Although cable network operators also challenged the provisions of the 1992 legislation, the U.S. Supreme Court ultimately upheld the new law as constitutional. The Supreme Court ruled that must-carry regulation can be justified on the basis of protecting local over-the-air broadcasting, promoting a diversity of programming sources, and maintaining fair competition in the TV market.
The experience of the United States shows that cable operators after a certain period of time start creating their own channels and programs. According to a recent decision of the Constitutional Court of Georgia, cable broadcasting in Georgia no longer requires a corresponding permit (license) from the state. That means that anyone who so wishes can produce its own television product and build its own cable network without meeting any requirements set by the state.
The introduction of new regulations under such conditions would only impede the development of the cable broadcasting business, which operates on a rudimentary level for now. It is important to bear in mind that it is highly probable that a license will not be required even for satellite broadcasting in the near future (which is something we should demand if we have to demand anything at all). Furthermore, the must-carry principle will lose any sense in 2015 when Georgia plans to switch over to digital broadcasting, thereby allowing transmission of incomparably more channels via one frequency. Given these circumstances, the best chance for achieving broader media pluralism is by further deregulating the communications market.
It is an illusion that introducing must-carry regulation will raise the level of media pluralism. If anyone has a desire to watch both Rustavi 2 and Maestro, there are simple ways of doing that. Indeed, many citizens succeed every day in satisfying such “conflicting” programming desires. Television is not the only source of information. Anyone who wants to receive any kind of information, including political news, can do that by means of the Internet or by reading a neighbor’s copy of Asaval Dasavali newspaper. Those who are not interested in political events also are not likely to care what channels are transmitted by which cable network operator.
But even if we were to concede that the state has the right to restrict the rights of private owners for the sake of the “public good,” then where is that line to be drawn? At what point is such a restriction acceptable and where is it not? Any government can claim any initiative constitutes a “public good” and then disregard private ownership rights to achieve that aim. If the right to private ownership is not absolute, then any democratically elected government would have (conventionally) a mandate to do whatever it likes.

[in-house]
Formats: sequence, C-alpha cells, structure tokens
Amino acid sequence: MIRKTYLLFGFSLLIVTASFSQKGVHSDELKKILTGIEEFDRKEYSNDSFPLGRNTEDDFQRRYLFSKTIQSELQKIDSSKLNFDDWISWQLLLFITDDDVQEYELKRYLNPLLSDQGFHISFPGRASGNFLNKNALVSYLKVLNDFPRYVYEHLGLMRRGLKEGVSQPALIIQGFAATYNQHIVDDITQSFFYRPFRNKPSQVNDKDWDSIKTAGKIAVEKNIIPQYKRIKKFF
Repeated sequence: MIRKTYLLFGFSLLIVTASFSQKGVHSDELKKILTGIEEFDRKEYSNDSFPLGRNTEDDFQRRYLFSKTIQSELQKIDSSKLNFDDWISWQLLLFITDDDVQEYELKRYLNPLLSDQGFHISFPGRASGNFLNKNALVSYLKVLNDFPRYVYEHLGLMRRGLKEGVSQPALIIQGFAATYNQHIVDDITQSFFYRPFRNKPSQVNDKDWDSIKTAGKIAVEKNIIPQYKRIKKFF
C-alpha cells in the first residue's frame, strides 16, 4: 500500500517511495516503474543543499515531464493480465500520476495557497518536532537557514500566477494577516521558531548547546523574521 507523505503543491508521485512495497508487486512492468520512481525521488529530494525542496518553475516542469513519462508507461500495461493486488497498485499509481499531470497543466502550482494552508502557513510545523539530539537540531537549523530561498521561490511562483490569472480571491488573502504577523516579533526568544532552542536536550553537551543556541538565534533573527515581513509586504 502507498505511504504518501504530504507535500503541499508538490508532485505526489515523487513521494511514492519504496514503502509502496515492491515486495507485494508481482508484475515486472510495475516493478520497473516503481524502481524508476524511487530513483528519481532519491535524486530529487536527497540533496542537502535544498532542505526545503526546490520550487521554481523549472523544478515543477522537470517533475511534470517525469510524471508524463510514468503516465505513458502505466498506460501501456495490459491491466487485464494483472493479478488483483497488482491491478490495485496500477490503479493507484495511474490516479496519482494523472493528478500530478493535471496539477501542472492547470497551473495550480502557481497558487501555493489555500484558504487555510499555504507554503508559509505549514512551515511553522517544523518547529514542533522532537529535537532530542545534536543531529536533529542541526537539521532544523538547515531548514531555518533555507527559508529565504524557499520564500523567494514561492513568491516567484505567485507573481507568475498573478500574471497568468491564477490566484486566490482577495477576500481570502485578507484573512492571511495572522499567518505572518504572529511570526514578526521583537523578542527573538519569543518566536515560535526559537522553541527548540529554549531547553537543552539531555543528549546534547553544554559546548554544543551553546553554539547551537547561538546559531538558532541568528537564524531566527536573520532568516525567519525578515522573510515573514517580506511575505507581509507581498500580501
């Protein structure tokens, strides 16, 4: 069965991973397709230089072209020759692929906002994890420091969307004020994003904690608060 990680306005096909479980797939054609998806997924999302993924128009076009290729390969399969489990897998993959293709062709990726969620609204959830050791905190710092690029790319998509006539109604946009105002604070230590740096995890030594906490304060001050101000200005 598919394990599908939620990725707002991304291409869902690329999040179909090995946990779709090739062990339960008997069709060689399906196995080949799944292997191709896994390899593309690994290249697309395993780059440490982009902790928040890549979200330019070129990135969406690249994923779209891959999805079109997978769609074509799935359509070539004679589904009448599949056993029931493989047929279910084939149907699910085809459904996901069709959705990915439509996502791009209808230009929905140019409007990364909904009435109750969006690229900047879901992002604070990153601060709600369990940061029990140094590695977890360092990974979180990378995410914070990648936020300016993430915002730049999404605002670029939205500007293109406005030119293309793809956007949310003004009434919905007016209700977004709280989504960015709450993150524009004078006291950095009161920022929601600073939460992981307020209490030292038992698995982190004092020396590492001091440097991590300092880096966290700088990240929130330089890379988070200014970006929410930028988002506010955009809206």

In recent years, we have repeatedly seen how the rights of private owners have been encroached in the name of “state interests.” For the aim of building a major highway, local populations have been evicted from their homes; for the aim of constructing important facilities, land has been confiscated from its owners, and so on and so forth. Even though the state offered certain compensation to most of these displaced citizens, some of them were still against handing over their property to the state.
It is interesting that local non-governmental organizations used to step in to support those same citizens whose ownership rights were infringed by the state. Why is the ownership right of a cable network or a private broadcaster lower in rank than that of a private homeowner or land holder? And why is media pluralism a higher “public good” than a four-lane highway?
If the delivery of political information to each and every citizen (whether or not they want to receive that information) is essential for the democratic future of the country, then why should we not oblige each and every citizen to post election programs of each and every so-called qualified political candidate on the walls of each and everyone’s own flat? One could just as “logically” argue that obligation would automatically create an obligation for qualified candidates to publish their election programs which, in its turn, would be a step forward in improving the Georgian political culture.
We could also oblige each and every print edition covering political issues to increase its print run up to a number that would meet a ratio of one copy per three adults and then, correspondingly, oblige citizens to read that political coverage very attentively. If we were to add to that an obligation to listen to radio news bulletins every odd hour, we could then be at ease. For that would mean that, come October, the Georgian nation will make an informed choice.
This article first appeared in Tabula Georgian Issue # 105, published 18 June 2012.